When a planet with an atmosphere passes in front of a star (an event known as an occultation), earthbound scientists can glean information about the planet's atmosphere by examining how the starlight dims and winks out, then reappears. On Nov. 14, 2003, Titan, the only moon in the solar system with a substantial atmosphere, occulted two stars. The path of Titan's shadow from one of the stars, TYC-1343-1615-1, was predicted to move across southern Africa (see Fig. 1), while the shadow from the second, TYC-1343-1865-1, was calculated to move across Southwest Europe and the Caribbean. Astronomers, both at permanent observatories and small portable telescopes, were at the ready.
Not only were they prepared to monitor the quenching and rekindling of starlight, they were also hoping to observe an even more interesting phenomenon: the appearance of a brief flash of light just as Titan's center coincided with the star's position. Caused by refraction by a narrow band of Titan's atmosphere, the flash would provide further atmospheric information not revealed by the mere passage of Titan's limb in front of the star.
The telescopes ranged from 1.4 m down to 20 cm in size, with many of them portable, according to Bruno Sicardy of the Paris Observatory (Meudon, France), who organized the observation of the occultation of TYC-1343-1615-1. The area on Earth in which the flash was predicted to be observable was a small swath down the center of the path of Titan's shadow. Small telescopes were deployed at La Reunion Island (Indian Ocean), South Africa, and Namibia.
The central flash was indeed spotted, and at more than one wavelength.1 At the Sutherland site of the South African Astronomical Observatory (SAAO), Ian Glass of the SAAO and Francesca Ferri of the University of Padova (Padova, Italy) observed the spike at 0.9 µm, as well as attenuation by Titan's limb, using a fast photometer attached to the facility's 1-m telescope and a 0.1-s sampling time (see Fig. 2). The central flash will provide information on atmospheric winds at approximately 250 km above Titan's surface, while the limb attenuation probes altitude to 500 km at a 1-km spatial resolution. Although the data is still being studied, preliminary results reveal a strong inversion layer near 500 km in altitude, where the temperature increases by about 20 K in less than 10 km, according to Sicardy.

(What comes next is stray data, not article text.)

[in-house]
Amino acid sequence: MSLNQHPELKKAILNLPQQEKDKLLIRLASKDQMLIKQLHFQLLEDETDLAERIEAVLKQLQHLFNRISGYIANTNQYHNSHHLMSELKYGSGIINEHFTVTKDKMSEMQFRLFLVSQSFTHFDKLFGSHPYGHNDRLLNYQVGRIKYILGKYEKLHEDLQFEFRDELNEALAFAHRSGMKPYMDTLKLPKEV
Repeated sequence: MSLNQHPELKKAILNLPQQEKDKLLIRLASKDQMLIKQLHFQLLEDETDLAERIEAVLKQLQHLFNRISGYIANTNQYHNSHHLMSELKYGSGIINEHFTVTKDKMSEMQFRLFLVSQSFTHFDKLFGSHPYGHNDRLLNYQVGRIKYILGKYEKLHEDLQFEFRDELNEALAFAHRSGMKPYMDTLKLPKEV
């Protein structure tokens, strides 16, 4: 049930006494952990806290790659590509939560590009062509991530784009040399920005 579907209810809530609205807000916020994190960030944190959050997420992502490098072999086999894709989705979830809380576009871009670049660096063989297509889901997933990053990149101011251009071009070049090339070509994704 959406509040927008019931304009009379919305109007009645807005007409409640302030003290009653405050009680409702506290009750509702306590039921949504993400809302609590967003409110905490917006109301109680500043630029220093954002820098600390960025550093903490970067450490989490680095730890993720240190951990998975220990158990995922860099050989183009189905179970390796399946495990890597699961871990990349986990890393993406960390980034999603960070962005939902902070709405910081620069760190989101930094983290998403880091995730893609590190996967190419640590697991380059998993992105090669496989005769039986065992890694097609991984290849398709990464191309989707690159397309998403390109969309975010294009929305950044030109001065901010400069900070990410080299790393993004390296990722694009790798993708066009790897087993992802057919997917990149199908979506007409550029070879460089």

The 1.4-m /10 altazimuth Cassegrain telescope of the Infrared Survey Facility, also at the SAAO's Sutherland site and operated by astronomers from Nagoya University (Nagoya, Japan), was used to detect the flash at 2.2 µm. A comparison of data at 0.9 and 2.2 µm will allow differential extinction of Titan's atmospheric aerosols to be derived and constraints on aerosol size to be deduced, says Sicardy.